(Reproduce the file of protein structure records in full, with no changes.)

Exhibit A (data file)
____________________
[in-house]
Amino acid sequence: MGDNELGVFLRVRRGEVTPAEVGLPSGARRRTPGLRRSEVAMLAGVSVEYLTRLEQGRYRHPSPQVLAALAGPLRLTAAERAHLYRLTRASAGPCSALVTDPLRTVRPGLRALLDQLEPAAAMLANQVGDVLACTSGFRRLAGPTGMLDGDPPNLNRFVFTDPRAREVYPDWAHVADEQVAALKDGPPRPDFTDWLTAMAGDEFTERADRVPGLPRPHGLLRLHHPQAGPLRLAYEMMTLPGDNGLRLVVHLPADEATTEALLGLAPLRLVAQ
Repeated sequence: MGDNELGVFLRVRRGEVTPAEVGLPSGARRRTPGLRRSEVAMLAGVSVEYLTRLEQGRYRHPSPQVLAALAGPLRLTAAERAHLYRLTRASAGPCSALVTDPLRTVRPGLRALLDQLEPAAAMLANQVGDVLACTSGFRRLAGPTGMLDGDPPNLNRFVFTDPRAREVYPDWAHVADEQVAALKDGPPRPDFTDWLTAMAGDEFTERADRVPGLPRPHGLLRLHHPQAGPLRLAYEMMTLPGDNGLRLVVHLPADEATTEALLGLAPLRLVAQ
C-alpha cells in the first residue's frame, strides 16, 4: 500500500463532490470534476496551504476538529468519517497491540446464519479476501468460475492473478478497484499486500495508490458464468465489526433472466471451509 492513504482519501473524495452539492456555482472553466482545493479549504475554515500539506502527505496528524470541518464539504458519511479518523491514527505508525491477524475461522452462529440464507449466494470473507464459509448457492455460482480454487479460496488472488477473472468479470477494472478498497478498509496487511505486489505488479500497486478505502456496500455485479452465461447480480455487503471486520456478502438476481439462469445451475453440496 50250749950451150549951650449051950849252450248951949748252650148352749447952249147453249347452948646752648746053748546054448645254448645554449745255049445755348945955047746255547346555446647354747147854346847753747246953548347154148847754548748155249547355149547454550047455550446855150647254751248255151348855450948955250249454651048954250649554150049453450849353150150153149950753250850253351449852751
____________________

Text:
[in-house]
Amino acid sequence: MGDNELGVFLRVRRGEVTPAEVGLPSGARRRTPGLRRSEVAMLAGVSVEYLTRLEQGRYRHPSPQVLAALAGPLRLTAAERAHLYRLTRASAGPCSALVTDPLRTVRPGLRALLDQLEPAAAMLANQVGDVLACTSGFRRLAGPTGMLDGDPPNLNRFVFTDPRAREVYPDWAHVADEQVAALKDGPPRPDFTDWLTAMAGDEFTERADRVPGLPRPHGLLRLHHPQAGPLRLAYEMMTLPGDNGLRLVVHLPADEATTEALLGLAPLRLVAQ
Repeated sequence: MGDNELGVFLRVRRGEVTPAEVGLPSGARRRTPGLRRSEVAMLAGVSVEYLTRLEQGRYRHPSPQVLAALAGPLRLTAAERAHLYRLTRASAGPCSALVTDPLRTVRPGLRALLDQLEPAAAMLANQVGDVLACTSGFRRLAGPTGMLDGDPPNLNRFVFTDPRAREVYPDWAHVADEQVAALKDGPPRPDFTDWLTAMAGDEFTERADRVPGLPRPHGLLRLHHPQAGPLRLAYEMMTLPGDNGLRLVVHLPADEATTEALLGLAPLRLVAQ
C-alpha cells in the first residue's frame, strides 16, 4: 500500500463532490470534476496551504476538529468519517497491540446464519479476501468460475492473478478497484499486500495508490458464468465489526433472466471451509 492513504482519501473524495452539492456555482472553466482545493479549504475554515500539506502527505496528524470541518464539504458519511479518523491514527505508525491477524475461522452462529440464507449466494470473507464459509448457492455460482480454487479460496488472488477473472468479470477494472478498497478498509496487511505486489505488479500497486478505502456496500455485479452465461447480480455487503471486520456478502438476481439462469445451475453440496 50250749950451150549951650449051950849252450248951949748252650148352749447952249147453249347452948646752648746053748546054448645254448645554449745255049445755348945955047746255547346555446647354747147854346847753747246953548347154148847754548748155249547355149547454550047455550446855150647254751248255151348855450948955250249454651048954250649554150049453450849353150150153149950753250850253351449852751